With the destruction of Tippecanoe, The Prophet lost standing among the natives, Tecumseh’s plans were ruined, and he died in battle against the Americans a couple years later. Many Creeks took his message to heart, and they dyed their war clubs red, becoming known as the Red Sticks. The last New Madrid quake was the most devastating, occurring on February 13, 1812. In June the War of 1812 began, and Tecumseh’s alliance was in ruins. The Red Stick faction, acting on its own, initiated a civil war among the Creeks, warring against Creek villages that had adopted the white man’s ways. The Spanish armed the Red Sticks, and in 1813, a group of U.S. soldiers stopped and looted a Red Stick pack train, which ignited war with the Red Sticks. The Red Sticks then laid siege to Fort Mims in Alabama, and about 250 settlers were killed, which made huge news that swept the U.S.
The Cherokee elders advocated neutrality in the latest white man’s war, and wanted no part of the Creek civil war. Ridge however, was violently opposed to Tecumseh’s movement, and he gathered hundreds of men and joined Andrew Jackson’s motley crew. While “Old Hickory” gained the respect of his men during the march back from the aborted trip to New Orleans, as time wore on, with his men weary and under-provisioned, they lost their morale and wanted to go home. Old Hickory then became draconian, executing a teenage soldier who became unruly, making an example of him. He took on Ridge’s braves, about five hundred strong, and made Ridge a major in the Tennessee Militia, and Ridge called himself Major Ridge for the rest of his life. The Cherokee were much better fighters than the white soldiers, something Jackson readily admitted. Friendly Creeks also were part of the fighting force. Jackson did not trust his Cherokee fighters, but willingly used them as high-grade cannon fodder.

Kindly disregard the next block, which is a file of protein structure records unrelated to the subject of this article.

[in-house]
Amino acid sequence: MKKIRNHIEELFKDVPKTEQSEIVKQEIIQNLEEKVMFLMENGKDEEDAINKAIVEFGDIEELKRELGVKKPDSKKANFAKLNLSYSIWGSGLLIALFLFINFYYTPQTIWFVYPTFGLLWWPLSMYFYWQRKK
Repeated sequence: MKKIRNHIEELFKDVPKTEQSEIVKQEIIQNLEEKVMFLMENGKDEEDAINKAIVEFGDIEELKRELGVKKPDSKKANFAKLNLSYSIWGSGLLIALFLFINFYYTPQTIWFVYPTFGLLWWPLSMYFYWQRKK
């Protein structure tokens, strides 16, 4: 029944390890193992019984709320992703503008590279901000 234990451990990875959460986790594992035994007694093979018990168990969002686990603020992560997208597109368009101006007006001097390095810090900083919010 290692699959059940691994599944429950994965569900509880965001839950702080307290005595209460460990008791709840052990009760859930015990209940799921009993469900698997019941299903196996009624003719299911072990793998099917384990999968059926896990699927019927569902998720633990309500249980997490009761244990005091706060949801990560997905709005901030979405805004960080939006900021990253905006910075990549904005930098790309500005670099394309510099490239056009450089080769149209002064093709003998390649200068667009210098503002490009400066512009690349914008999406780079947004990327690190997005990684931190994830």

In March 1814, a force of 2000 whites and 500 Cherokee and Creek cornered the Red Stick army at what is today called Horseshoe Bend, on the Tallapoosa River in Alabama. Jackson had never led a battle before, and his strategy amounted to firing cannons at their fortifications. The action would have probably ended in failure if not for the Cherokee braves who swam the river and attacked the Red Sticks from the rear. Their efforts divided the Creek defense, and the whites then laid siege to the fortifications. In that fierce battle, eight hundred of the thousand Red Sticks died. The aftermath was as brutal as they come. The whites were not content with mere scalps. They skinned Red Stick bodies to make bridle reins, belts and other fashionable items. Jackson ordered cutting off the noses of dead Red Sticks to get an accurate body count. He later gave body parts to the “ladies of Tennessee” as souvenirs. Davy Crockett, who fought at Horseshoe Bend, as did Sam Houston, wrote that the troops ate potatoes that had been basted in the fat of Red Stick warriors. That battle made Jackson an American hero. Part of the Cherokee logic was that if they adopted the white man’s ways and fought with him, they might be able to survive without being eliminated from their lands, as most other tribes had already suffered. On the way home, the Tennessee volunteers passed through Cherokee lands and ravaged them. When the Cherokee complained, Jackson was furious with them for making the scandal a public matter.